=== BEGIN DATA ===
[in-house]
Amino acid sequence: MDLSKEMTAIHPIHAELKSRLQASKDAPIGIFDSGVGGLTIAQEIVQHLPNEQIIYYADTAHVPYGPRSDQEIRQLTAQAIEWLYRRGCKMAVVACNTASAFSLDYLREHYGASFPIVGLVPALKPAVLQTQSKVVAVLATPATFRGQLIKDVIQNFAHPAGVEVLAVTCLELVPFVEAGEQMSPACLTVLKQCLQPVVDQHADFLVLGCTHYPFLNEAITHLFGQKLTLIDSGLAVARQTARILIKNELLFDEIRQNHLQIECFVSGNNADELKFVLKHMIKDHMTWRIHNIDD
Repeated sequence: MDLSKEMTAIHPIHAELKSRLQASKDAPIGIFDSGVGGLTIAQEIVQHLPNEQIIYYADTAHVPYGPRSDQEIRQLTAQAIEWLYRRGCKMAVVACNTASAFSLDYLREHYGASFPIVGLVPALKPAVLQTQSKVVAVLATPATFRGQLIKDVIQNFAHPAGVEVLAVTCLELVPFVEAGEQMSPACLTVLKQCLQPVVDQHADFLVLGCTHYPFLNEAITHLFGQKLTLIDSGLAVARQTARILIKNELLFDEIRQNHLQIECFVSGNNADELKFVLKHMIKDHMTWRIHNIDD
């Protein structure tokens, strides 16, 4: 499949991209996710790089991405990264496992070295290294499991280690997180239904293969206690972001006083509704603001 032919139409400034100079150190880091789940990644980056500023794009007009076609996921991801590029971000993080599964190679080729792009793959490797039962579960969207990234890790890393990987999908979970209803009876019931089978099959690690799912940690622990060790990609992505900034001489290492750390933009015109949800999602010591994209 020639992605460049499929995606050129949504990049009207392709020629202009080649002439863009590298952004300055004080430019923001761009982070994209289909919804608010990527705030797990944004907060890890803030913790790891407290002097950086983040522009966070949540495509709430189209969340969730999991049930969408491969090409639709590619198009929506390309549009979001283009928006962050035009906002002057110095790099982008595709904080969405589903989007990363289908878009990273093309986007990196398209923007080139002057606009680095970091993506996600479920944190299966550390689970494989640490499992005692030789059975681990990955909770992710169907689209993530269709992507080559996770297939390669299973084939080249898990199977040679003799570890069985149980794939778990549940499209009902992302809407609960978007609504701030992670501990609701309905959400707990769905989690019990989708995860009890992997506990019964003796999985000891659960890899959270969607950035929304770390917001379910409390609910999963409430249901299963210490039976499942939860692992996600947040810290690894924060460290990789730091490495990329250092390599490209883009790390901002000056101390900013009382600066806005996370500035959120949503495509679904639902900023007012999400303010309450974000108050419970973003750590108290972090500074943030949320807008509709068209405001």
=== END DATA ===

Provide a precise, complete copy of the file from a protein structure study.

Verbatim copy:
[in-house]
Amino acid sequence: MDLSKEMTAIHPIHAELKSRLQASKDAPIGIFDSGVGGLTIAQEIVQHLPNEQIIYYADTAHVPYGPRSDQEIRQLTAQAIEWLYRRGCKMAVVACNTASAFSLDYLREHYGASFPIVGLVPALKPAVLQTQSKVVAVLATPATFRGQLIKDVIQNFAHPAGVEVLAVTCLELVPFVEAGEQMSPACLTVLKQCLQPVVDQHADFLVLGCTHYPFLNEAITHLFGQKLTLIDSGLAVARQTARILIKNELLFDEIRQNHLQIECFVSGNNADELKFVLKHMIKDHMTWRIHNIDD
Repeated sequence: MDLSKEMTAIHPIHAELKSRLQASKDAPIGIFDSGVGGLTIAQEIVQHLPNEQIIYYADTAHVPYGPRSDQEIRQLTAQAIEWLYRRGCKMAVVACNTASAFSLDYLREHYGASFPIVGLVPALKPAVLQTQSKVVAVLATPATFRGQLIKDVIQNFAHPAGVEVLAVTCLELVPFVEAGEQMSPACLTVLKQCLQPVVDQHADFLVLGCTHYPFLNEAITHLFGQKLTLIDSGLAVARQTARILIKNELLFDEIRQNHLQIECFVSGNNADELKFVLKHMIKDHMTWRIHNIDD
């Protein structure tokens, strides 16, 4: 499949991209996710790089991405990264496992070295290294499991280690997180239904293969206690972001006083509704603001 032919139409400034100079150190880091789940990644980056500023794009007009076609996921991801590029971000993080599964190679080729792009793959490797039962579960969207990234890790890393990987999908979970209803009876019931089978099959690690799912940690622990060790990609992505900034001489290492750390933009015109949800999602010591994209 020639992605460049499929995606050129949504990049009207392709020629202009080649002439863009590298952004300055004080430019923001761009982070994209289909919804608010990527705030797990944004907060890890803030913790790891407290002097950086983040522009966070949540495509709430189209969340969730999991049930969408491969090409639709590619198009929506390309549009979001283009928006962050035009906002002057110095790099982008595709904080969405589903989007990363289908878009990273093309986007990196398209923007080139002057606009680095970091993506996600479920944190299966550390689970494989640490499992005692030789059975681990990955909770992710169907689209993530269709992507080559996770297939390669299973084939080249898990199977040679003799570890069985149980794939778990549940499209009902992302809407609960978007609504701030992670501990609701309905959400707990769905989690019990989708995860009890992997506990019964003796999985000891659960890899959270969607950035929304770390917001379910409390609910999963409430249901299963210490039976499942939860692992996600947040810290690894924060460290990789730091490495990329250092390599490209883009790390901002000056101390900013009382600066806005996370500035959120949503495509679904639902900023007012999400303010309450974000108050419970973003750590108290972090500074943030949320807008509709068209405001």